--And speaking of President Obama, two items. (1) With former chief of staff Rahm Emanuel now a Chicago mayoral candidate to succeed Richard Daley, Obama has named Daley's brother -- William -- to succeed Emanuel in the White House. Emanuel's term on the board of Freddie Mac overlapped with Daley's term on the board of Fannie Mae (Bill Clinton appointed both). Fannie and Freddie, cesspools of patronage and corruption, played key roles in the housing "bubble" central to the Great Recession. It's all part of The Chicago Way.
(2) Hawaii's new Democratic governor, Neil Abercrombie, wants to end conspiracy-theory speculation about the place of Obama's birth. So Abercrombie, who boasts family friendship extending back to Obama's parents, has ordered the state attorney general and the state health department director to release more documentation about the president's birth "as quick as we can."
A certified birth certificate would be nice. But, well, you see, under Hawaiian law, a certificate apparently can be released only to someone with a tangible interest in receiving it. Maybe the intrepid Abercrombie could find such a someone at oh, 1600 Pennsylvania Avenue, Washington.
--Illinois shares with California the nation's worst credit rating among the states. Indeed, California's $21 billion deficit (20 percent of the state's budget) is just half of Illinois' $15 billion deficit (40 percent of its budget). So as a corrective, Illinois is...raising taxes.
--Gov. Pat Quinn proposes to hike the state income tax by 67 percent over the next four years. In addition, hikes in the state's corporate tax rate (to 10.9 percent), combined with the 35 percent federal corporate rate, will give Illinois -- according to the Tax Foundation -- the highest corporate taxes in the industrialized world. What a distinction.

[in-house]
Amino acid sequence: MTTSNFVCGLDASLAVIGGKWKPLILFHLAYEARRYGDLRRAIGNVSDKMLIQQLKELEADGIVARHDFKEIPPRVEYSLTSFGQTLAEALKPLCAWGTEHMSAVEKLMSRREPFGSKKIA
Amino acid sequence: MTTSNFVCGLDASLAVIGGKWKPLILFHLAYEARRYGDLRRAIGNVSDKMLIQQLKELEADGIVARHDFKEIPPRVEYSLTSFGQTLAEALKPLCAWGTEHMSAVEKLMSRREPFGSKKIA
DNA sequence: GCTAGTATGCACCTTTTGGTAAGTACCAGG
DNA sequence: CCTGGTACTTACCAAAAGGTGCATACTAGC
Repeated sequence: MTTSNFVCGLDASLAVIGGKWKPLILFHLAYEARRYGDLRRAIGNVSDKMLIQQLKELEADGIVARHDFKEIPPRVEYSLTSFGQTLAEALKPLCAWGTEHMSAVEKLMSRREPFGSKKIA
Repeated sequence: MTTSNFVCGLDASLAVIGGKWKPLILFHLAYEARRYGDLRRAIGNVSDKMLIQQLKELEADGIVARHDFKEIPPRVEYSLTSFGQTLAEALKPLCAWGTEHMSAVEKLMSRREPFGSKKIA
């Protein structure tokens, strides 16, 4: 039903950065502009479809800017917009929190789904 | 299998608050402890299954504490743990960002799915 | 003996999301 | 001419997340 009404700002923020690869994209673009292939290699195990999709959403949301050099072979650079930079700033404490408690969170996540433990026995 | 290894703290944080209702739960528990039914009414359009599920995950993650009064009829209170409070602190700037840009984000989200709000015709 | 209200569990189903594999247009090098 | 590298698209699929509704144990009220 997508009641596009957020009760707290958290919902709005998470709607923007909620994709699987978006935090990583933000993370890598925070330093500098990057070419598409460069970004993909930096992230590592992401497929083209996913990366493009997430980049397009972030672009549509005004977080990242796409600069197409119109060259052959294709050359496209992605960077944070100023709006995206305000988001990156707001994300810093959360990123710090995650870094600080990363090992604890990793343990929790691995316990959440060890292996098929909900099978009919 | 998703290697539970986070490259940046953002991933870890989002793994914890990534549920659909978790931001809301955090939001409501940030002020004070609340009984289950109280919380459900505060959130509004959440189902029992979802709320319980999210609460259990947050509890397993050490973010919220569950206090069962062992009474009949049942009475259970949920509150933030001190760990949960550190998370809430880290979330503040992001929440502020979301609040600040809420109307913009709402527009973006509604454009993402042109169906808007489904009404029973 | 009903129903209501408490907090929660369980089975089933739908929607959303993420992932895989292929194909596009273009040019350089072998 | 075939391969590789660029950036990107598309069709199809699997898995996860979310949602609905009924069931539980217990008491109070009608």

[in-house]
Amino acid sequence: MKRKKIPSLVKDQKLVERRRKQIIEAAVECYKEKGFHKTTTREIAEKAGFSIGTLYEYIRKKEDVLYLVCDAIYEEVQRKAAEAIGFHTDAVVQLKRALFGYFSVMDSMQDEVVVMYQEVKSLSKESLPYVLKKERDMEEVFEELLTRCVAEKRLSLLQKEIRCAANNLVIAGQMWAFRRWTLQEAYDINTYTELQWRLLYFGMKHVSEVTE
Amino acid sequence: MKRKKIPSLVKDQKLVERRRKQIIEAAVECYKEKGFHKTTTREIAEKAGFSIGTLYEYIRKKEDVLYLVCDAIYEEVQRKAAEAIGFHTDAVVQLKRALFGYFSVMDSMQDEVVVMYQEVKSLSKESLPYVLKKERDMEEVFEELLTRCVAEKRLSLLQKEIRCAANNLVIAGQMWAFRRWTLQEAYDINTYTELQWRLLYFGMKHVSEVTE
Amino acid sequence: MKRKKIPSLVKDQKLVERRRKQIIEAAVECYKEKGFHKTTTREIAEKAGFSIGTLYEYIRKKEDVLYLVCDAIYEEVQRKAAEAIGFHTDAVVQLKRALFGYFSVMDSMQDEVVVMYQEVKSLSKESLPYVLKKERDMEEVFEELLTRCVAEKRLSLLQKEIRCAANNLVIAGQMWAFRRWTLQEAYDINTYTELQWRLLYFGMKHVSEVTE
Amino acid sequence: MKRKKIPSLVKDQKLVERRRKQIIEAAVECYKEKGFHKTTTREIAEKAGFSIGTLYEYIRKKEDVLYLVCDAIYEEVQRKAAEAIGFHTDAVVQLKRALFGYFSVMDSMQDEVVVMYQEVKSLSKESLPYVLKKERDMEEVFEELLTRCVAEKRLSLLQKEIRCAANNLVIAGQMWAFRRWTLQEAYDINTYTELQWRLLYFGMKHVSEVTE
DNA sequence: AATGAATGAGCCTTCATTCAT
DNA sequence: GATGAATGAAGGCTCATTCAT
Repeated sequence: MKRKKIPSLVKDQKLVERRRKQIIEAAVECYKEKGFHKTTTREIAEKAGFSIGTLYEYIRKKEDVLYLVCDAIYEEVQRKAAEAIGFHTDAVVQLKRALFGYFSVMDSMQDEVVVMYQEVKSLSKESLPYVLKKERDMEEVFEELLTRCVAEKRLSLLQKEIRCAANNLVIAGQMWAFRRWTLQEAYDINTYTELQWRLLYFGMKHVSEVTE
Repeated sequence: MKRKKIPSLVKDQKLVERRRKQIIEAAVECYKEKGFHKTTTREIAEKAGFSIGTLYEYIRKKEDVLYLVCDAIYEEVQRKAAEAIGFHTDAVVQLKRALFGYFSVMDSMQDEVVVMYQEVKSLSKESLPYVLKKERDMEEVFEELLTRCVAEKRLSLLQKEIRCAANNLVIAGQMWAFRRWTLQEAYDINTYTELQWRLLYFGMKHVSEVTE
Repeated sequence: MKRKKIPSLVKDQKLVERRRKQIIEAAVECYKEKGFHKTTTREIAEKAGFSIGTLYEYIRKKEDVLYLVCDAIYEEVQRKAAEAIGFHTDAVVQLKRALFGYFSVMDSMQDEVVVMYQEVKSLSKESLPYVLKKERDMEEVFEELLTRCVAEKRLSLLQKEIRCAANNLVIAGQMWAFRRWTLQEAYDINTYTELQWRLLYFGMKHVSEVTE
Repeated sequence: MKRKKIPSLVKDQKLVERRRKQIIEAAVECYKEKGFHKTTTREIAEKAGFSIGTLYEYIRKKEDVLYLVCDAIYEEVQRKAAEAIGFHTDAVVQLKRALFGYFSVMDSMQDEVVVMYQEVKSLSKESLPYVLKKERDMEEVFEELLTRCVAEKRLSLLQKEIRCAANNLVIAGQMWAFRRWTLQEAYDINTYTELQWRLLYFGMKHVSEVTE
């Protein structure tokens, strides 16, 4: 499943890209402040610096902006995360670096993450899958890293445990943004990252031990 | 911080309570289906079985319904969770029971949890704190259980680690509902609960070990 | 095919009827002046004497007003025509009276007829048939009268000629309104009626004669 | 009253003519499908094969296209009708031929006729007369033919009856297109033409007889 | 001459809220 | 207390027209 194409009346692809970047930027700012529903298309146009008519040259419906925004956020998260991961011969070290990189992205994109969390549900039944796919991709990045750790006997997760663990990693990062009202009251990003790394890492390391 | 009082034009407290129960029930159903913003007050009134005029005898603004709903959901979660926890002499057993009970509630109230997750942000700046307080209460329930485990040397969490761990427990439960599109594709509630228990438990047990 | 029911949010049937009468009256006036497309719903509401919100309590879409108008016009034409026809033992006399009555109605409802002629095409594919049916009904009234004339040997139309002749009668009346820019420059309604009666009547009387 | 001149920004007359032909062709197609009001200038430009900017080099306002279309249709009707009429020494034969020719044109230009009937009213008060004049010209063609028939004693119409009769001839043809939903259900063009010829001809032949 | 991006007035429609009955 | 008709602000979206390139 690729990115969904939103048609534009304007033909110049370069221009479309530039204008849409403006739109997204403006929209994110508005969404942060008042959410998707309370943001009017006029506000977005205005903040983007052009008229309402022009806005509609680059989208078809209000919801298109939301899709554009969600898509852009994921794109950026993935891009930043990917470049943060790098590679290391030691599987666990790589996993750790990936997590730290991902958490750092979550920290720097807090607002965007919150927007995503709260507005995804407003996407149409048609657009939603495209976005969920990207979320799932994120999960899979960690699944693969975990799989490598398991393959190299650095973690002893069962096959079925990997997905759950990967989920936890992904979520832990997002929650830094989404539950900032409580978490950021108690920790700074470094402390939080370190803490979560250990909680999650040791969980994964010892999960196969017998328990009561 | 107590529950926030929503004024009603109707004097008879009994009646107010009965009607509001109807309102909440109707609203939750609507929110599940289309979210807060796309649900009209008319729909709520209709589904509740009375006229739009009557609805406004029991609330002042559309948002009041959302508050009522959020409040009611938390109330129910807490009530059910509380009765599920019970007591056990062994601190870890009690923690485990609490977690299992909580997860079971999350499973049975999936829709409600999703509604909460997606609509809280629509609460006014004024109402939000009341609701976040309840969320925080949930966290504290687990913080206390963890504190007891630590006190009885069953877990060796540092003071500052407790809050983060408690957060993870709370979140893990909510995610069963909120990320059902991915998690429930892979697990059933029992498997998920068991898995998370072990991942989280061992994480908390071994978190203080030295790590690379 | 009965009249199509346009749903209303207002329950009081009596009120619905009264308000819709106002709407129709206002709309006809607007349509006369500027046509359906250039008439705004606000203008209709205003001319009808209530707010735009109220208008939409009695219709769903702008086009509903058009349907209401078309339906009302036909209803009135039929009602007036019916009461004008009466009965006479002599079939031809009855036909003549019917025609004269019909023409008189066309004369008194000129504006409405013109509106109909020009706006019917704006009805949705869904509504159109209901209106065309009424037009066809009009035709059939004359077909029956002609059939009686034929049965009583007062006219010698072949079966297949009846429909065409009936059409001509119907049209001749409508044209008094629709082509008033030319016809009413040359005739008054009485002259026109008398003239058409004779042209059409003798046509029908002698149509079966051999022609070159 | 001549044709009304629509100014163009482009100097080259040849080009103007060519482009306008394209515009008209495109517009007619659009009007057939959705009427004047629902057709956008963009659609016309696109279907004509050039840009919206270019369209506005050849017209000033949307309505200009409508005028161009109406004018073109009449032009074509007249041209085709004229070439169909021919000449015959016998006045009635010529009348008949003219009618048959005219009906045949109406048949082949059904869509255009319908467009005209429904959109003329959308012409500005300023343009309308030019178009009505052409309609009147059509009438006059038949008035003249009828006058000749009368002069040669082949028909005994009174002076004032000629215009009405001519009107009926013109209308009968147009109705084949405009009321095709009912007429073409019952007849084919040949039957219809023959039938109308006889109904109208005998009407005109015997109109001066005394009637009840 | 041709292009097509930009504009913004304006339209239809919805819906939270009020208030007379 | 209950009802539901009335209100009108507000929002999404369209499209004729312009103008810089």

--Finally, consider, please, Harry Reid -- majority leader of the U.S. Senate. He said recently on "Meet the Press" that people should "stop picking" on Social Security, that it is "fine," that it is in crisis only in "the minds of Republicans," and that notions it is not fine are "perpetuated by people who don't like government." OK.
--And during the two-week recess he gave his overworked Senate colleagues, Reid is noodling about the filibuster -- i.e., whether in his new world of a diminished majority to reduce from 60 to 51 the number of votes to shut off Senate debate. In 2005, when Republicans held a similar Senate majority, Reid had a different view about "the nuclear option" and changing the filibuster threshold. "Some in this chamber," he said, "want to throw out 214 years of Senate history in the quest for absolute power. They think they're wiser than our Founding Fathers."
--That was then. Now the hungerer after absolute power, far smarter than the Founders, is Harry Reid.
Ross Mackenzie lives with his wife and Labrador retriever in the woods west of Richmond, Virginia. They have two grown sons, both Naval officers.
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